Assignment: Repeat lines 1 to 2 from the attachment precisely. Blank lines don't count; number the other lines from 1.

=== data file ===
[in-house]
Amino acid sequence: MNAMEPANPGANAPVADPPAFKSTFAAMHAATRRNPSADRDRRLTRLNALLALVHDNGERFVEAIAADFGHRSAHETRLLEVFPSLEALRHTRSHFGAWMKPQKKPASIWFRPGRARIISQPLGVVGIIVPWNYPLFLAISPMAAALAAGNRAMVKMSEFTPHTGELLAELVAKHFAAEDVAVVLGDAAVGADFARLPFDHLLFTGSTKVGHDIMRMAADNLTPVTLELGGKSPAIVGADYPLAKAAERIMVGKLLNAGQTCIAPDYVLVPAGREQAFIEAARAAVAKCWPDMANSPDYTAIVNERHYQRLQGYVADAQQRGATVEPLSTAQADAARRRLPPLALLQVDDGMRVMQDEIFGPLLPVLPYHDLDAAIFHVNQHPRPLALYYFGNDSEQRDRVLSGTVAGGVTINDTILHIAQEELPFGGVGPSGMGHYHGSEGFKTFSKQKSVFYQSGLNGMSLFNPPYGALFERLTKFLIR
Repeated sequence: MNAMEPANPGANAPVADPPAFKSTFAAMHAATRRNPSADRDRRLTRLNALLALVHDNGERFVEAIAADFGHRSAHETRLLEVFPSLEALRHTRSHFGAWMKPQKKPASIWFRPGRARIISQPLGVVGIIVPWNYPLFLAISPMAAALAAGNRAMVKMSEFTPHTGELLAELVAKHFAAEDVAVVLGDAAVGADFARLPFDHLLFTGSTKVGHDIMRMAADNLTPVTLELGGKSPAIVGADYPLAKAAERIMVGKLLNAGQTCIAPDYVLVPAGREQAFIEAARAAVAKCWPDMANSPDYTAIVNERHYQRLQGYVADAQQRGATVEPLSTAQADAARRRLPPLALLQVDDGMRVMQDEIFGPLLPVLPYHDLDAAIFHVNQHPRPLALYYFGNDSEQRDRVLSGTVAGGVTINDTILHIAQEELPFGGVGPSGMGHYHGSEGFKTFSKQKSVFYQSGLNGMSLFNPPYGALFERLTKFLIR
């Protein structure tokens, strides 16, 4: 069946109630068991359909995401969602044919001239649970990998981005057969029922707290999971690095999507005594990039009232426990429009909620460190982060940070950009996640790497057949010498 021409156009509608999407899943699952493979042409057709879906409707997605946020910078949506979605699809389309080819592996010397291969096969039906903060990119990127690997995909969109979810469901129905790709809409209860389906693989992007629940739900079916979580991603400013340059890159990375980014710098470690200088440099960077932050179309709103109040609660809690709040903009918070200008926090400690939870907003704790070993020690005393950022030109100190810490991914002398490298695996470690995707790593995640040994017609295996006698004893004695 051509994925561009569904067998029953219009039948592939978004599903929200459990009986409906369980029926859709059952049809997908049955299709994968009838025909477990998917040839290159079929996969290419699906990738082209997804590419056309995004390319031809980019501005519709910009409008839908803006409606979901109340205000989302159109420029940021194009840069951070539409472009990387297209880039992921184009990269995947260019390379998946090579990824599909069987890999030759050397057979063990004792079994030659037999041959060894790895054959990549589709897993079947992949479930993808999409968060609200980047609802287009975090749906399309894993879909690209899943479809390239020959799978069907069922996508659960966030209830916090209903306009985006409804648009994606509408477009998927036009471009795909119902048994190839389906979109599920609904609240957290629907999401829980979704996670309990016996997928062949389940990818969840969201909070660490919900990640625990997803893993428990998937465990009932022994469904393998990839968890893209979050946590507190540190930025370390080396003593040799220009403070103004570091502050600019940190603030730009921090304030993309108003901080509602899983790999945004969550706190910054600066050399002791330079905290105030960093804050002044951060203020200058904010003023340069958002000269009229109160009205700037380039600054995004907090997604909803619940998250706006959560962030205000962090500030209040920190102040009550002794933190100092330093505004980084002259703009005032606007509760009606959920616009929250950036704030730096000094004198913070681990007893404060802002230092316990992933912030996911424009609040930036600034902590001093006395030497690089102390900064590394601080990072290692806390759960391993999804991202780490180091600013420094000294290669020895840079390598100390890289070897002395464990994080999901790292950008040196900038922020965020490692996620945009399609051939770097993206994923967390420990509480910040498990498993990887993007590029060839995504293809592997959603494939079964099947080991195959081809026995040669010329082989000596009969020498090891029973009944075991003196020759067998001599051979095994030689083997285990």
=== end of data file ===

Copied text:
[in-house]
Amino acid sequence: MNAMEPANPGANAPVADPPAFKSTFAAMHAATRRNPSADRDRRLTRLNALLALVHDNGERFVEAIAADFGHRSAHETRLLEVFPSLEALRHTRSHFGAWMKPQKKPASIWFRPGRARIISQPLGVVGIIVPWNYPLFLAISPMAAALAAGNRAMVKMSEFTPHTGELLAELVAKHFAAEDVAVVLGDAAVGADFARLPFDHLLFTGSTKVGHDIMRMAADNLTPVTLELGGKSPAIVGADYPLAKAAERIMVGKLLNAGQTCIAPDYVLVPAGREQAFIEAARAAVAKCWPDMANSPDYTAIVNERHYQRLQGYVADAQQRGATVEPLSTAQADAARRRLPPLALLQVDDGMRVMQDEIFGPLLPVLPYHDLDAAIFHVNQHPRPLALYYFGNDSEQRDRVLSGTVAGGVTINDTILHIAQEELPFGGVGPSGMGHYHGSEGFKTFSKQKSVFYQSGLNGMSLFNPPYGALFERLTKFLIR